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Drug house, marijuana distribution charges filed against Rasta church leaders

Drug house, marijuana distribution charges filed against Rasta church leaders

Rasta raid

Madison police raided Lion of Judah House of Rastafari on May 29. 

Two men whose self-styled storefront Rastafarian church was raided by police last week over alleged marijuana sales have been charged with possession with intent to deliver marijuana.

Jesse R. Schworck, 39, and Dylan P. Bangert, 23, both of Madison, were also charged Tuesday with maintaining a drug trafficking place and possession with intent to deliver marijuana. Bangert also faces one count of delivery of marijuana, while Schworck faces three delivery counts.

Schworck also faces misdemeanor battery and disorderly conduct charges stemming from an alleged dispute with a customer who he said took marijuana “sacrament” from the church without paying, a criminal complaint states.

Both have complained that police and the city are infringing on their right to practice their religion.

Schworck and Bangert were arrested following the raid on May 29 by the Dane County Narcotics Task Force at the Lion of Judah House of Rastafari, 555 W. Mifflin St., but were released after appearing in court on Friday. They were soon arrested again, and while Schworck was released, Bangert remained in jail.

A separate criminal complaint states that on Friday, after his release from jail, Bangert was seen by an officer at Bedford and West Mifflin streets, “posing” by a squad car with a large bag of marijuana. He faces a marijuana possession charge for that incident.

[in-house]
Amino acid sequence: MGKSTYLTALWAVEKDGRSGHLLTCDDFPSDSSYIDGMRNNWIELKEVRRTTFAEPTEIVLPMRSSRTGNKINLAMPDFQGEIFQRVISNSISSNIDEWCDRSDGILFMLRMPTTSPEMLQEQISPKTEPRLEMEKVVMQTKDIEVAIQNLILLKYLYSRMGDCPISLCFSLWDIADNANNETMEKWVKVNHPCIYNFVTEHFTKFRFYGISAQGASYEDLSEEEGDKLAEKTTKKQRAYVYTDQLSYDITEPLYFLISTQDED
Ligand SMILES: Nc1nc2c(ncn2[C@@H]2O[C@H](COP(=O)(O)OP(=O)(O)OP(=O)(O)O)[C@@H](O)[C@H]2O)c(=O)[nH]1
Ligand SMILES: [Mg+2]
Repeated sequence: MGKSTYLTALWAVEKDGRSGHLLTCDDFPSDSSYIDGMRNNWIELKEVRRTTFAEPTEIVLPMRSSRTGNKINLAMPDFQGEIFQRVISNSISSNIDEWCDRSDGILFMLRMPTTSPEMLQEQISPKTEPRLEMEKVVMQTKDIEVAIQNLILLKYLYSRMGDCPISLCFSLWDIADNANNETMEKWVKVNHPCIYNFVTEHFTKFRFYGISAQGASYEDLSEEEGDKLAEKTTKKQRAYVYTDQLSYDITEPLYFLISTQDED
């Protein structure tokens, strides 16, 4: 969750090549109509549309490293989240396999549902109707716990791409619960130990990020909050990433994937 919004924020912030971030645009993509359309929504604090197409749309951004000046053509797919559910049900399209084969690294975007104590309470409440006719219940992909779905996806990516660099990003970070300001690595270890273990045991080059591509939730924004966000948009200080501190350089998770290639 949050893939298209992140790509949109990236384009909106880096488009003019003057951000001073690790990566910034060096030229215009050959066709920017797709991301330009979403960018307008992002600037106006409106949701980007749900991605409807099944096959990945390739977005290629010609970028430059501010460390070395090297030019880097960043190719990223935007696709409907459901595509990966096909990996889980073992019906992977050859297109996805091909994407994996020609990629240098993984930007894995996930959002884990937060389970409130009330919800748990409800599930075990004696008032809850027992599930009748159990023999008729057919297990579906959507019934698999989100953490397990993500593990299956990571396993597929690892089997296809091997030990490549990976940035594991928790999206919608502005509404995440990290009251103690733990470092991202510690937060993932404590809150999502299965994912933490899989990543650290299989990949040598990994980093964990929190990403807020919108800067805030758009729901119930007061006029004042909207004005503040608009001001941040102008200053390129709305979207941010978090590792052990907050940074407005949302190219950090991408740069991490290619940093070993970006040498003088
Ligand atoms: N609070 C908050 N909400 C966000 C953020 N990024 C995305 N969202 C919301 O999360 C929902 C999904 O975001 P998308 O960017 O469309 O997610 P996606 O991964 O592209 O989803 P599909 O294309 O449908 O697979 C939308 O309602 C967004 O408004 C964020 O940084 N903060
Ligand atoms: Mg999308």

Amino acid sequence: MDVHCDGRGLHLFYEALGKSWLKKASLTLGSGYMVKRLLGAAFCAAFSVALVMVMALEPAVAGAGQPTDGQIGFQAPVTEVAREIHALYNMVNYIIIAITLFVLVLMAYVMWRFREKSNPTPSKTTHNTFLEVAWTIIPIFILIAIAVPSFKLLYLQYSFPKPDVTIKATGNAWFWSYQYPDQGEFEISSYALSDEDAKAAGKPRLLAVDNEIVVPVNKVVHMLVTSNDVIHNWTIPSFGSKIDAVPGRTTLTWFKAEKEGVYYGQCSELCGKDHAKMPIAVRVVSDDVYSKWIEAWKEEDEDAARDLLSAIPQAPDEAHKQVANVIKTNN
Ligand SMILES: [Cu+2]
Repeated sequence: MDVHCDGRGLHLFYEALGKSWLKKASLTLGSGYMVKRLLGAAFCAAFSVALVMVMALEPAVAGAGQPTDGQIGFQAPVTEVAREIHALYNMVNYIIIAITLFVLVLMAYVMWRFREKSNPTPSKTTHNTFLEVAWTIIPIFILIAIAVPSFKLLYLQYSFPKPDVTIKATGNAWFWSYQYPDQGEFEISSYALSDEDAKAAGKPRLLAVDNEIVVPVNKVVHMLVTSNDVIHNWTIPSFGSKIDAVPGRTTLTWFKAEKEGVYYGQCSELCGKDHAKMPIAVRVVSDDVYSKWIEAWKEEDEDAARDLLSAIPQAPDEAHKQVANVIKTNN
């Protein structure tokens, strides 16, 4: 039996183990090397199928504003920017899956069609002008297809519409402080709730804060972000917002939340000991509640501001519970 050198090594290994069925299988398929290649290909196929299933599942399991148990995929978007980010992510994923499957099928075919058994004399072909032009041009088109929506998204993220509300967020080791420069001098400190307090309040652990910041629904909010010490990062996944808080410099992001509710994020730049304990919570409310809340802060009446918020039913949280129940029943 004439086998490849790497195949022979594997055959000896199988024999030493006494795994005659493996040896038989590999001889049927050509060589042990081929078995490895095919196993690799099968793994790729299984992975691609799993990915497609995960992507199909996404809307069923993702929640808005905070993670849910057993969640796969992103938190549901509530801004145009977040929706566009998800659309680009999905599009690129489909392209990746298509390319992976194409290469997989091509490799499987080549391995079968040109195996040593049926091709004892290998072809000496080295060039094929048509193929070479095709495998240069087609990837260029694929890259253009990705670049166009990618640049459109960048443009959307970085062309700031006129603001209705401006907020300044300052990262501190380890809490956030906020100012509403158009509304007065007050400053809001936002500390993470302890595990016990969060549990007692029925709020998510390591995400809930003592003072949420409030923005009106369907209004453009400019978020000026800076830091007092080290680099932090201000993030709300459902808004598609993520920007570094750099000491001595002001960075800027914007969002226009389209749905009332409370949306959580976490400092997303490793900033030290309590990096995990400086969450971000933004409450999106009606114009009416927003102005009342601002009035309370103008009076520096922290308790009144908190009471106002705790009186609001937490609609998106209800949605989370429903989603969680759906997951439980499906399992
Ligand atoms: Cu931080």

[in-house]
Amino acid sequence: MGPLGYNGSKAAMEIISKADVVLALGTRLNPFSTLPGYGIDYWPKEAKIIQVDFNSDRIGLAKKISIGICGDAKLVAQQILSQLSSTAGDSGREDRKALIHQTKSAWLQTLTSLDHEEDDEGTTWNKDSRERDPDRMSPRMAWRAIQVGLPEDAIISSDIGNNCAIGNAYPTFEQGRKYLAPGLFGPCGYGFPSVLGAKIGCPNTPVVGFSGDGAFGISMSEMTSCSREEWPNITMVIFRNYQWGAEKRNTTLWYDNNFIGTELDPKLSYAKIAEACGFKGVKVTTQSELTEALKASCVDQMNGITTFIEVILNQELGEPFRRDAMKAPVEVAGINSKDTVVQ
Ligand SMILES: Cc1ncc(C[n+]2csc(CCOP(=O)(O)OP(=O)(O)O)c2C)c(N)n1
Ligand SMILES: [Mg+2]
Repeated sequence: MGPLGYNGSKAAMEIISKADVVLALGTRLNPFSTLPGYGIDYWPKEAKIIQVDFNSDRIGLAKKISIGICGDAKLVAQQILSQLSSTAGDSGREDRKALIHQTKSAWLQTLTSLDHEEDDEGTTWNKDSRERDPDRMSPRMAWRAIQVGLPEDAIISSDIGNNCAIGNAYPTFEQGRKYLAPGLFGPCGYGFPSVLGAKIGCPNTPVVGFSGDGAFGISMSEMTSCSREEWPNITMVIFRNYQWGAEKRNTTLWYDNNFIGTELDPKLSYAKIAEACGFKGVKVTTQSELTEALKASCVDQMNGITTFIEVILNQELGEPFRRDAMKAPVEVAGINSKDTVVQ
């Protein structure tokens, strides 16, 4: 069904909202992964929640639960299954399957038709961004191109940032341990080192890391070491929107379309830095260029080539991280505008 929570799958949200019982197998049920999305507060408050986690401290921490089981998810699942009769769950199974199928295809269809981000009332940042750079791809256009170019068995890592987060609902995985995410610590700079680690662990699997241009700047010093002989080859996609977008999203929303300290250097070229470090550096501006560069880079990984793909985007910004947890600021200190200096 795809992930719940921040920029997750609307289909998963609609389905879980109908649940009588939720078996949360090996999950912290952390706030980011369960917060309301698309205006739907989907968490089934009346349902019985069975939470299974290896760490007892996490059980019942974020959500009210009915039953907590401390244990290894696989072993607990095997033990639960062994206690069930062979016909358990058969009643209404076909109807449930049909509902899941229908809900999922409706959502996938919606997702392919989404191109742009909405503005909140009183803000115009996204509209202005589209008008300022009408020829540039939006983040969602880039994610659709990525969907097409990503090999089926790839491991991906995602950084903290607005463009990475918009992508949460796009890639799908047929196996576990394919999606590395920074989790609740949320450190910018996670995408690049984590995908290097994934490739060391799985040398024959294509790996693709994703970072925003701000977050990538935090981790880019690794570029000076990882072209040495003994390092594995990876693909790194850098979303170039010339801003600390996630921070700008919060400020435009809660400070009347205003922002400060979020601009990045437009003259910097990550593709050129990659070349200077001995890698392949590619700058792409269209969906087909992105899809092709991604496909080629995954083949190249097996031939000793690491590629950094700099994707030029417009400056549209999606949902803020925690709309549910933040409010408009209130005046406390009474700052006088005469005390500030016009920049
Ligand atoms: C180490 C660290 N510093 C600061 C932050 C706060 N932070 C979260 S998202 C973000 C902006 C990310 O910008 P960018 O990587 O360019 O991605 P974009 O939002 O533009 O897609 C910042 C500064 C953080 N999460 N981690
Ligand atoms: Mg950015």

Schworck was arrested Saturday morning in Stoughton on a domestic-related disorderly conduct charge and two bail jumping charges related to his previous arrest, the Dane County Sheriff’s Office said.

Bangert was released on a signature bond after appearing in court on Tuesday. Schworck is scheduled to appear in court on Thursday.

According to court documents, police wrote that on March 26 they were sent to the storefront after an anonymous caller complained that the occupants were advertising and distributing marijuana.

According to the complaint:

An undercover police officer became a “member” of the church and used his membership on several occasions to buy marijuana. In mid- to late April, it was not uncommon for police to watch on city street cameras near the Lion of Judah as 20 to 40 people per hour went in and out of the building.

Investigators also found that a website registered by Schworck was set up to offer marijuana for sale as “sacraments.” The undercover officer was able to buy marijuana through the website for pickup later.

The police raid netted $8,765 in cash, and paperwork from Summit Credit Union, where the church’s business account is located, showed an apparent balance of about $40,000. Police also found more than 5½ pounds of marijuana and marijuana-based products in the building.

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